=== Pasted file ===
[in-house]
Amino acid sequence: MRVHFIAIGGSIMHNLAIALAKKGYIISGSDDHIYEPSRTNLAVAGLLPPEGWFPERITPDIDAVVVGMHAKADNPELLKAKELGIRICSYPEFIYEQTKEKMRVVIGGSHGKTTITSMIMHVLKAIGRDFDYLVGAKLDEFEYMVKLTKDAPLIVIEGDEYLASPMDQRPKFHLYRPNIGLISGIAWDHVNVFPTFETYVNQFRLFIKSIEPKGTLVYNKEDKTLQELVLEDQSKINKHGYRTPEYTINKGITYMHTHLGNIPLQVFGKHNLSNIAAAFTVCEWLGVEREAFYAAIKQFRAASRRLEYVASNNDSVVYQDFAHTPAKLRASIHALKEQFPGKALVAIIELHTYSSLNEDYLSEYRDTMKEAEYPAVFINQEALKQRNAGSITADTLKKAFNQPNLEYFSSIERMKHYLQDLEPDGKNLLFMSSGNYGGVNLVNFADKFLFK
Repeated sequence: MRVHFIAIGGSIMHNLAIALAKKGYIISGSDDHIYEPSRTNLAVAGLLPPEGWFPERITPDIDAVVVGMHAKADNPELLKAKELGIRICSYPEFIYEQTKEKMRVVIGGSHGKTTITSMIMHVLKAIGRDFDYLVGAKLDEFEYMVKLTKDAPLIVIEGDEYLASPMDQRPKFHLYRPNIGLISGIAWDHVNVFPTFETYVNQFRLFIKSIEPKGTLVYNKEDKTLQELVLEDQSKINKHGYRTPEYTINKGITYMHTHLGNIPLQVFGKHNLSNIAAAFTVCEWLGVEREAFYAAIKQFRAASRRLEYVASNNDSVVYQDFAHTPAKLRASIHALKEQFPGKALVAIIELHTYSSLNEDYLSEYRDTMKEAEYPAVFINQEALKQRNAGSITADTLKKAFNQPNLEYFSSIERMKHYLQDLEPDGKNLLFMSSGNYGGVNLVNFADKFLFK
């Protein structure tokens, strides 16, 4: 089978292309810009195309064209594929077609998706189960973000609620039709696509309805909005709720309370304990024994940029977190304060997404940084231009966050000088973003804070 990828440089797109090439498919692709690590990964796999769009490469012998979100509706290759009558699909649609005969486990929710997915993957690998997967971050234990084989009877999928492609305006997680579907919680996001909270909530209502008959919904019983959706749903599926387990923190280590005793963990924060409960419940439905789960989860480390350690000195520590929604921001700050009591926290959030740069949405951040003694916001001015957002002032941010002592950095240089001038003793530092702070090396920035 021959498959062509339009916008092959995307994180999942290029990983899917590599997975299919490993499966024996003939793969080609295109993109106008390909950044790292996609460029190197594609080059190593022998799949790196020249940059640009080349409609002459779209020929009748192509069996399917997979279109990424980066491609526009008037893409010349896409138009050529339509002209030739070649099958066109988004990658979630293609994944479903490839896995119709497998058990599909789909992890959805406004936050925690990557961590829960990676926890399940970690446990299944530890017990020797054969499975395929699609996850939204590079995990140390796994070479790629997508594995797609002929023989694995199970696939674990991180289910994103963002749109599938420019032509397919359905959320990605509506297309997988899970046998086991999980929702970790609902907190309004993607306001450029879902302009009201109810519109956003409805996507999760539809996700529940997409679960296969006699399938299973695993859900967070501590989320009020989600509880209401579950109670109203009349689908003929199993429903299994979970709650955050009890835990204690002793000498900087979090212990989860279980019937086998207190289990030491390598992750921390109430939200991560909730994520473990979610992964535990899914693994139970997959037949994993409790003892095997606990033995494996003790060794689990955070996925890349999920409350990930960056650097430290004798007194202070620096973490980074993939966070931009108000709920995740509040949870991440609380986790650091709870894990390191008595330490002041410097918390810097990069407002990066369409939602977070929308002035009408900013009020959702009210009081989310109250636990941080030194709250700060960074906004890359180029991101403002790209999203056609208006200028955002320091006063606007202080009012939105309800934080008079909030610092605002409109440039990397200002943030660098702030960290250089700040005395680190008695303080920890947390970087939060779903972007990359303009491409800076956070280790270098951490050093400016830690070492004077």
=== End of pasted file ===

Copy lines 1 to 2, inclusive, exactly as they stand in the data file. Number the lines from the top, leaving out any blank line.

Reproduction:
[in-house]
Amino acid sequence: MRVHFIAIGGSIMHNLAIALAKKGYIISGSDDHIYEPSRTNLAVAGLLPPEGWFPERITPDIDAVVVGMHAKADNPELLKAKELGIRICSYPEFIYEQTKEKMRVVIGGSHGKTTITSMIMHVLKAIGRDFDYLVGAKLDEFEYMVKLTKDAPLIVIEGDEYLASPMDQRPKFHLYRPNIGLISGIAWDHVNVFPTFETYVNQFRLFIKSIEPKGTLVYNKEDKTLQELVLEDQSKINKHGYRTPEYTINKGITYMHTHLGNIPLQVFGKHNLSNIAAAFTVCEWLGVEREAFYAAIKQFRAASRRLEYVASNNDSVVYQDFAHTPAKLRASIHALKEQFPGKALVAIIELHTYSSLNEDYLSEYRDTMKEAEYPAVFINQEALKQRNAGSITADTLKKAFNQPNLEYFSSIERMKHYLQDLEPDGKNLLFMSSGNYGGVNLVNFADKFLFK